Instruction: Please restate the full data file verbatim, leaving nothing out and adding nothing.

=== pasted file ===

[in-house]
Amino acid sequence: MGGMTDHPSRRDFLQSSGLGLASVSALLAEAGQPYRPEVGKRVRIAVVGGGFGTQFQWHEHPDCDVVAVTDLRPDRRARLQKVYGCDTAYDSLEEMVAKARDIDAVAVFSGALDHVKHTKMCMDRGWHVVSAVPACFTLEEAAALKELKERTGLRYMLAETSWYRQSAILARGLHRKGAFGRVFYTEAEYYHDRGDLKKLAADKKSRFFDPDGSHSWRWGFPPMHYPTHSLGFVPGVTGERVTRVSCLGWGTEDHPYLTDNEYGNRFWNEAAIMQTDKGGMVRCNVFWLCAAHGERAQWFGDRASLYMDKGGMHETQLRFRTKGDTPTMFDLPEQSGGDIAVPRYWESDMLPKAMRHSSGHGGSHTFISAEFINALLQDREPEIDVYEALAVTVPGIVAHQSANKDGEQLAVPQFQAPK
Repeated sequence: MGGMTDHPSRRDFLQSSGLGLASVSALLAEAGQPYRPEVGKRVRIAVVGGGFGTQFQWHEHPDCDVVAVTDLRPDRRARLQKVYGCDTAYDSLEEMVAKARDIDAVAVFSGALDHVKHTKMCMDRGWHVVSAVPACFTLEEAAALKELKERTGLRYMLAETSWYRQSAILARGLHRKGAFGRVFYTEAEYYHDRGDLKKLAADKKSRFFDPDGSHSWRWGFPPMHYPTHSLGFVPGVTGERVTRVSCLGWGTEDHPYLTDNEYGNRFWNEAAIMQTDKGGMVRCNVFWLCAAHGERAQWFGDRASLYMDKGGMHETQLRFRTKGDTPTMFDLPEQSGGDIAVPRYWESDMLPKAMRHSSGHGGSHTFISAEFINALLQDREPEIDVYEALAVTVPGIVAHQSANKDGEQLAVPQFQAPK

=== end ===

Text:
[in-house]
Amino acid sequence: MGGMTDHPSRRDFLQSSGLGLASVSALLAEAGQPYRPEVGKRVRIAVVGGGFGTQFQWHEHPDCDVVAVTDLRPDRRARLQKVYGCDTAYDSLEEMVAKARDIDAVAVFSGALDHVKHTKMCMDRGWHVVSAVPACFTLEEAAALKELKERTGLRYMLAETSWYRQSAILARGLHRKGAFGRVFYTEAEYYHDRGDLKKLAADKKSRFFDPDGSHSWRWGFPPMHYPTHSLGFVPGVTGERVTRVSCLGWGTEDHPYLTDNEYGNRFWNEAAIMQTDKGGMVRCNVFWLCAAHGERAQWFGDRASLYMDKGGMHETQLRFRTKGDTPTMFDLPEQSGGDIAVPRYWESDMLPKAMRHSSGHGGSHTFISAEFINALLQDREPEIDVYEALAVTVPGIVAHQSANKDGEQLAVPQFQAPK
Repeated sequence: MGGMTDHPSRRDFLQSSGLGLASVSALLAEAGQPYRPEVGKRVRIAVVGGGFGTQFQWHEHPDCDVVAVTDLRPDRRARLQKVYGCDTAYDSLEEMVAKARDIDAVAVFSGALDHVKHTKMCMDRGWHVVSAVPACFTLEEAAALKELKERTGLRYMLAETSWYRQSAILARGLHRKGAFGRVFYTEAEYYHDRGDLKKLAADKKSRFFDPDGSHSWRWGFPPMHYPTHSLGFVPGVTGERVTRVSCLGWGTEDHPYLTDNEYGNRFWNEAAIMQTDKGGMVRCNVFWLCAAHGERAQWFGDRASLYMDKGGMHETQLRFRTKGDTPTMFDLPEQSGGDIAVPRYWESDMLPKAMRHSSGHGGSHTFISAEFINALLQDREPEIDVYEALAVTVPGIVAHQSANKDGEQLAVPQFQAPK